- Death date
- Associated organizations
- MIT, University of Texas, General Electric (GE)
- Fields of study
- AIEE Best Regional Paper Prize, National Paper Prize
Edith Clarke, an electrical engineer with expertise in power systems, was influential in the design of dams in the American West. Clarke became the first woman elected as an American Institute of Electrical Engineers (AIEE) fellow in 1948. In February 1926, Clarke had become the first woman to present a technical paper at this predecessor society to the IEEE. The first woman to earn an electrical engineering graduate degree from the Massachusetts Institute of Technology (MIT), Clarke was also the first woman to teach in the engineering department of the University of Texas-Austin.
Edith Clarke was born in 1883 in a small rural community in Maryland, during a time when it was almost unheard of for a woman to acquire a college degree. Clarke was orphaned at an early age and used her small inheritance to enroll at Vassar College in Poughkeepsie, New York. She studied mathematics and astronomy and received an A.B. degree in 1908. In 1912, Clarke became a computing assistant to George A. Campbell at AT&T. During her tenure, she learned a great deal about the theory of transmission lines and electric circuits. In 1918, she enrolled at MIT and earned an M.S. in electrical engineering in 1919.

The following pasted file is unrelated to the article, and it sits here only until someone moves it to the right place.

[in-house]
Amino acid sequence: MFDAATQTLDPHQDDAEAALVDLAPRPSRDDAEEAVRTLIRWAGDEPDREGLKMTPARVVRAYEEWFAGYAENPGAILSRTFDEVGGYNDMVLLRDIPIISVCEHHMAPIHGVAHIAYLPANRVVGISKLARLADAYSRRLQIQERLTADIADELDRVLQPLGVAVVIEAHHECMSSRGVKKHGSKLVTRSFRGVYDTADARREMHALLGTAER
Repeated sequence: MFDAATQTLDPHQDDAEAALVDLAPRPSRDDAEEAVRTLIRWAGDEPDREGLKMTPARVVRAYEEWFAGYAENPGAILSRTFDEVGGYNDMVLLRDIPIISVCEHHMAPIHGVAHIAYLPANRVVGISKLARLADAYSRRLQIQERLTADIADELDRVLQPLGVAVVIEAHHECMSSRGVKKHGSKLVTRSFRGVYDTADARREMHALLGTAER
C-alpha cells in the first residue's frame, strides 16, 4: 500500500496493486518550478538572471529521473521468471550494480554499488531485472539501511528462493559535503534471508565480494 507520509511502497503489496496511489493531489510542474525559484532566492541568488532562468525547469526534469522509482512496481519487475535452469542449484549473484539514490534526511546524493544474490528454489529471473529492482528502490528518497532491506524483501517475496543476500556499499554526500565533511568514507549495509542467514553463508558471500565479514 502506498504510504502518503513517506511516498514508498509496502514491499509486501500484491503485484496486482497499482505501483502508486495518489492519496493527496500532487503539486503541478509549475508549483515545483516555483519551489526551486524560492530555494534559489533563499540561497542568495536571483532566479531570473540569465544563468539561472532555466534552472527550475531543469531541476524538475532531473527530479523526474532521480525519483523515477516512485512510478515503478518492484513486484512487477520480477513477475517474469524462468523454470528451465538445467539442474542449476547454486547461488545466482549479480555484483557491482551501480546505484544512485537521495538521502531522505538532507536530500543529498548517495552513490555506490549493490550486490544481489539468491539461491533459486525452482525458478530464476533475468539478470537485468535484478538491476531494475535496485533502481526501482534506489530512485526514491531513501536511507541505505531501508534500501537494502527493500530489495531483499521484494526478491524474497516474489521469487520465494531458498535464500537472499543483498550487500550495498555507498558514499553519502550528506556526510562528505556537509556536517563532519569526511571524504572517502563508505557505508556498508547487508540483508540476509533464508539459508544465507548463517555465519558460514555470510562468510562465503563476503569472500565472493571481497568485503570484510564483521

Clarke worked at General Electric (GE) from 1919 until 1945, originally hired with the job title “computer.” She left GE for one year in 1921 to teach physics at the Constantinople Women’s College in Turkey. In 1921 Clarke also filed a patent for a graphical calculator that was used for solving electric power transmission line computations. In 1922 GE officially recognized Clarke as a salaried electrical engineer.
In February 1926, Clarke became the first woman to present a paper at an AIEE meeting. This paper, “Steady-State Stability in Transmission Systems,” was later published in AIEE Transactions. Clarke later earned the AIEE’s 1932 Best Regional Paper Prize and the 1941 National Paper Prize. Her two volume work, Circuit Analysis of A-C Power Systems, was published in 1943 and 1950.
Clarke retired from GE in 1945 and joined the electrical engineering faculty at the University of Texas-Austin in 1947. After retiring from teaching in 1956, Clarke returned to her native Maryland.